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Title

Phosphoinositide signaling and mechanotransduction in cardiovascular biology and disease

AuthorsKrajnik, Amanda; Brazzo III, Joseph A.; Vaidyanathan, Kalyanaraman; Das, Tuhin; Redondo-Muñoz, Javier ; Bae, Yongho
KeywordsPhosphoinositides
Cardiovascular mechanotransduction
Actin cytoskeleton
Ion channel
Focal adhesion
PIP2
PIP3
PI3K
Issue Date14-Dec-2020
PublisherFrontiers Media
CitationFrontiers in Cell and Developmental Biology 8:595849 (2020)
AbstractPhosphoinositides, which are membrane-bound phospholipids, are critical signaling molecules located at the interface between the extracellular matrix, cell membrane,and cytoskeleton. Phosphoinositides are essential regulators of many biological and cellular processes, including but not limited to cell migration, proliferation, survival, and differentiation, as well as cytoskeletal rearrangements and actin dynamics. Over theyears, a multitude of studies have uniquely implicated phosphoinositide signaling as being crucial in cardiovascular biology and a dominant force in the development of cardiovascular disease and its progression. Independently, the cellular transduction of mechanical forces or mechanotransduction in cardiovascular cells is widely accepted to be critical to their homeostasis and can drive aberrant cellular phenotypes and resultant cardiovascular disease. Given the versatility and diversity of phosphoinositide signaling in the cardiovascular system and the dominant regulation of cardiovascular cell functions by mechanotransduction, the molecular mechanistic overlap and extent to which these two major signaling modalities converge in cardiovascular cells remain unclear. In this review, we discuss and synthesize recent findings that rightfully connect phosphoinositide signaling to cellular mechanotransduction in the context of cardiovascular biology and disease, and we specifically focus on phosphatidylinositol-4,5-phosphate, phosphatidylinositol-4-phosphate 5-kinase, phosphatidylinositol-3,4,5-phosphate, and phosphatidylinositol 3-kinase. Throughout the review, we discuss how specific phosphoinositide subspecies have been shown to mediate biomechanically sensitive cytoskeletal remodeling in cardiovascular cells. Additionally, we discuss the direct interaction of phosphoinositides with mechanically sensitive membrane-bound ion channels in response to mechanical stimuli. Furthermore, we explore the role of phosphoinositide subspecies in association with critical downstream effectors of mechanical signaling in cardiovascular biology and disease.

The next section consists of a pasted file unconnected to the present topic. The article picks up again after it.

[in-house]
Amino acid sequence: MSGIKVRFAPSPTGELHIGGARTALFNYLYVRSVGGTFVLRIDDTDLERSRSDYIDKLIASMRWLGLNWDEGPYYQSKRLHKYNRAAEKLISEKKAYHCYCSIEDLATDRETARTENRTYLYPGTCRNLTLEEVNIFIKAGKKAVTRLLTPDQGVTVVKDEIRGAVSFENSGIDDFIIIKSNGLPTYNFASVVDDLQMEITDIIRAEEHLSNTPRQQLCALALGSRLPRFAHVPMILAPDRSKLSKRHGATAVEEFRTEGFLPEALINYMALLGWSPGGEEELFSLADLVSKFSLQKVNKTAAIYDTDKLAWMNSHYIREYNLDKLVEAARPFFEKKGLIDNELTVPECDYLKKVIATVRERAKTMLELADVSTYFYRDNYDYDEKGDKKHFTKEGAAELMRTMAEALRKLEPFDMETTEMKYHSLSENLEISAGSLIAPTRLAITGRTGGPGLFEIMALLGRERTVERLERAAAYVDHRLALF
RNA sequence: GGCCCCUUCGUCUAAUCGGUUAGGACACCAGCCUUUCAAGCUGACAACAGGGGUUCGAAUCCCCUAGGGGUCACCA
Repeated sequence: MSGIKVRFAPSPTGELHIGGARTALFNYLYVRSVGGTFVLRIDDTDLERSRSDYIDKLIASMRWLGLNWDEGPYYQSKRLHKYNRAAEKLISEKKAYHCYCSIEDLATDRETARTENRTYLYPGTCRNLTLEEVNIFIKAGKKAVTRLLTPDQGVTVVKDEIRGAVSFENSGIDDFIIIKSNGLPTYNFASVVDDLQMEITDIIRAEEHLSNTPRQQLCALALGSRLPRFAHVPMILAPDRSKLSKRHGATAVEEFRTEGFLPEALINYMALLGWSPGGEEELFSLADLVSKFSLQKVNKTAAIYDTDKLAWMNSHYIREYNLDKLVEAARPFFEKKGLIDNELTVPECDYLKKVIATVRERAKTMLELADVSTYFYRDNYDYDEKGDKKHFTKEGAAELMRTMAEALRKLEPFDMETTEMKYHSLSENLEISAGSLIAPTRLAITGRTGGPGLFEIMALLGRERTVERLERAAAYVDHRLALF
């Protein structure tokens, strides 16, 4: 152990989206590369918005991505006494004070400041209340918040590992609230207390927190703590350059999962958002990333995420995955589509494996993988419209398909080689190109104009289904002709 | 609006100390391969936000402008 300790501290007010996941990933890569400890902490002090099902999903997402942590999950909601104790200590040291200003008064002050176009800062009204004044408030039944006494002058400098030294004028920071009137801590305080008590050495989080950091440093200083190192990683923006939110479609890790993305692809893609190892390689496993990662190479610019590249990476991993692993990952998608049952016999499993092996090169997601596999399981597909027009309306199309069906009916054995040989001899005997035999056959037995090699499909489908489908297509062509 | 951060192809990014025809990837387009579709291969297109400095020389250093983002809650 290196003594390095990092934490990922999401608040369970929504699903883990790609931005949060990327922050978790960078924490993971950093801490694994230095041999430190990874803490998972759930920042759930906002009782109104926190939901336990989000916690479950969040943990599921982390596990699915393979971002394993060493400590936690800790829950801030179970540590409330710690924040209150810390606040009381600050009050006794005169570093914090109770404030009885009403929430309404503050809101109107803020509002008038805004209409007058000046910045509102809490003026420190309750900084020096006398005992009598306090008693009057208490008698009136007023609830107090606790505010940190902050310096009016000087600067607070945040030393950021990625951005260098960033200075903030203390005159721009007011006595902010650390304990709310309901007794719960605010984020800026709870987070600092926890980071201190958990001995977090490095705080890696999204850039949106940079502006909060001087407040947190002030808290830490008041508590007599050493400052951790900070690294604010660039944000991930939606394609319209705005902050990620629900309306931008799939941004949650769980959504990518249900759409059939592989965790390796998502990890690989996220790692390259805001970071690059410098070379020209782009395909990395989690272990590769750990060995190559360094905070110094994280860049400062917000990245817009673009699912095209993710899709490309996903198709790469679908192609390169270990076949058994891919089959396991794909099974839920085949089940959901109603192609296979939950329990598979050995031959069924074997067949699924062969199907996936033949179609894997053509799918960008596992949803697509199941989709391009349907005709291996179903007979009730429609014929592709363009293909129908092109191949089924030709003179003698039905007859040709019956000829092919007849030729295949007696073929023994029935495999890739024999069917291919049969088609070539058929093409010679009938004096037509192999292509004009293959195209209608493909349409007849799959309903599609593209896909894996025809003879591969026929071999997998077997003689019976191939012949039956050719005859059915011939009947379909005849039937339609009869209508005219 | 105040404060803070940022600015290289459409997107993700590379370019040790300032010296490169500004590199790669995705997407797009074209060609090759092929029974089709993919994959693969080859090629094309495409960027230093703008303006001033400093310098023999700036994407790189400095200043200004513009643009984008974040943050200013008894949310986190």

Description14 p.-3 fig.-1 tab.
Publisher version (URL)https://doi.org/10.3389/fcell.2020.595849
URIhttp://hdl.handle.net/10261/234194
DOI10.3389/fcell.2020.595849
E-ISSN2296-634X
Appears in Collections:(CIB) Artículos
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